The International Monetary Fund (IMF) has predicted global growth to strengthen gradually this year as constraints on economic activity start to ease.
In its recent update of World Economic Outlook (WEO), the fund, however, says because the recovery is slow, it is important to promote policies that will help address downside risks to bolster growth.
The IMG added that if crisis risks do not materialise and financial conditions continued to improve, global growth could even be stronger than forecast.
The fund's update report released in Accra, Ghana on Thursday projected global growth to strengthen to 3.5 percent in 2013 from 3.2 percent in 2012.
Policy actions in the euro zone and the United States, the report notes have lowered acute crisis risks.
It added Japan's stimulus plans will help boost growth in the near term, pulling the country out of a short-lived recession.
The Bretton Woods institution admitted, however that downside risks remained significant, including prolonged stagnation in the euro zone and excessive short-term fiscal tightening in the United States.
It also indicates that effective policies have also helped support a modest growth pickup in some emerging markets and developing economies.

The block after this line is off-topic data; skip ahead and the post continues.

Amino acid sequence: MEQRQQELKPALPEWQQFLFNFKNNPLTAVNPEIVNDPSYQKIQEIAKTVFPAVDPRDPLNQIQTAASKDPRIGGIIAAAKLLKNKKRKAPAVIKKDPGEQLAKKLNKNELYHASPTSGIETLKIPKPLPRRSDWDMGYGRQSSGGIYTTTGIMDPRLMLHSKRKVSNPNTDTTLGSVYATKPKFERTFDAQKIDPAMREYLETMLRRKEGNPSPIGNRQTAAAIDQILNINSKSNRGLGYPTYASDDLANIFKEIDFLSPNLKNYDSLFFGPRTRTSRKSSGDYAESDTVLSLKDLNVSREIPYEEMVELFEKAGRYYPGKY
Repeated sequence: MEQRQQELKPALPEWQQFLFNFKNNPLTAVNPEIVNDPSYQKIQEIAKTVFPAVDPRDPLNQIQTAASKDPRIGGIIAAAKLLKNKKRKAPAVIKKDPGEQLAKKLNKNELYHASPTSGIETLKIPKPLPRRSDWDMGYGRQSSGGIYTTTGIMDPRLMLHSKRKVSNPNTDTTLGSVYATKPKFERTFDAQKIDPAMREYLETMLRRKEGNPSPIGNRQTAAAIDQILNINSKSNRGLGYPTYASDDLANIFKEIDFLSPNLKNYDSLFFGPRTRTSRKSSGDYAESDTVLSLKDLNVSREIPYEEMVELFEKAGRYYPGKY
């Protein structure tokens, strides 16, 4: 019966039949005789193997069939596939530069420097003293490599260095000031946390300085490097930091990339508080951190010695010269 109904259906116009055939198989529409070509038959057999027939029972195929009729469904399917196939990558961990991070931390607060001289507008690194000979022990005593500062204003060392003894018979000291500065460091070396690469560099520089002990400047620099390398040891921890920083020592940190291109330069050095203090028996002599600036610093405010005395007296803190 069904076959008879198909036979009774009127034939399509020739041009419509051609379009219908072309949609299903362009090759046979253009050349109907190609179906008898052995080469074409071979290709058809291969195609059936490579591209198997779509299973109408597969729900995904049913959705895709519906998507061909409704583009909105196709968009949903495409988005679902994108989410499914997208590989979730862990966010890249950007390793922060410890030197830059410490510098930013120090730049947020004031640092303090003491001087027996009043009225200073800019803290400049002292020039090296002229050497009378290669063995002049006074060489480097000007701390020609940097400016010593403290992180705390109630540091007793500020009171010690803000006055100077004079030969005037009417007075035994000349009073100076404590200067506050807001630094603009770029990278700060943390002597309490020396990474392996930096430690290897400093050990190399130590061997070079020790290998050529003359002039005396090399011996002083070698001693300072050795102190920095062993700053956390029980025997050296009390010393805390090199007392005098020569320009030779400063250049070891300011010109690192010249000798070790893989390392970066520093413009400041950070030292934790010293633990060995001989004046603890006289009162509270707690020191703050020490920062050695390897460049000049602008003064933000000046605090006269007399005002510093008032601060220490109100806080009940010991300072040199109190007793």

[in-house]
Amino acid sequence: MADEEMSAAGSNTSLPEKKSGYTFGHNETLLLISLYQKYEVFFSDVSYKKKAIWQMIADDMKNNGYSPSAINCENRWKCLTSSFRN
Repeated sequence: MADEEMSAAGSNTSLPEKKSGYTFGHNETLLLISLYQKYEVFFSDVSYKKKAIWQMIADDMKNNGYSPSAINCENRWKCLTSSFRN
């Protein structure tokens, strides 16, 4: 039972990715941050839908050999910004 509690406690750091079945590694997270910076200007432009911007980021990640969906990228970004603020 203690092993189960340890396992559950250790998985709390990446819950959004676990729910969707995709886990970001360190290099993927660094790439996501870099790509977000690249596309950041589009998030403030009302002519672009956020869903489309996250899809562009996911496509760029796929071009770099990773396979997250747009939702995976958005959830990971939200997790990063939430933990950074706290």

In the third quarter of 2012, the report says economic conditions improved slightly on the back of strong performances in emerging market economies and the United States.
Financial conditions also improved as borrowing costs for countries in the euro zone periphery fell, and many stock markets around the world rose.
But activity in the euro zone periphery was even softer than expected, with some of that weakness spilling over to the euro area core.
Again the report observes that even though policy actions had reduced risks and improved financial conditions for governments and banks in the periphery economies, those had not yet translated into improved borrowing conditions for the private sector.
It cited the continuing uncertainty about the ultimate resolution of the global financial crisis despite continued progress in policy reforms.
Given that the euro zone continues to pose a large downside risk to the global outlook, the IMF said "the risk of prolonged stagnation in the euro area would rise if the momentum for reform is not maintained".
To head off this risk, it says adjustment programmes by the periphery countries need to continue and must be supported by the deployment of "firewalls" to prevent contagion as well as further steps towards banking union and fiscal integration.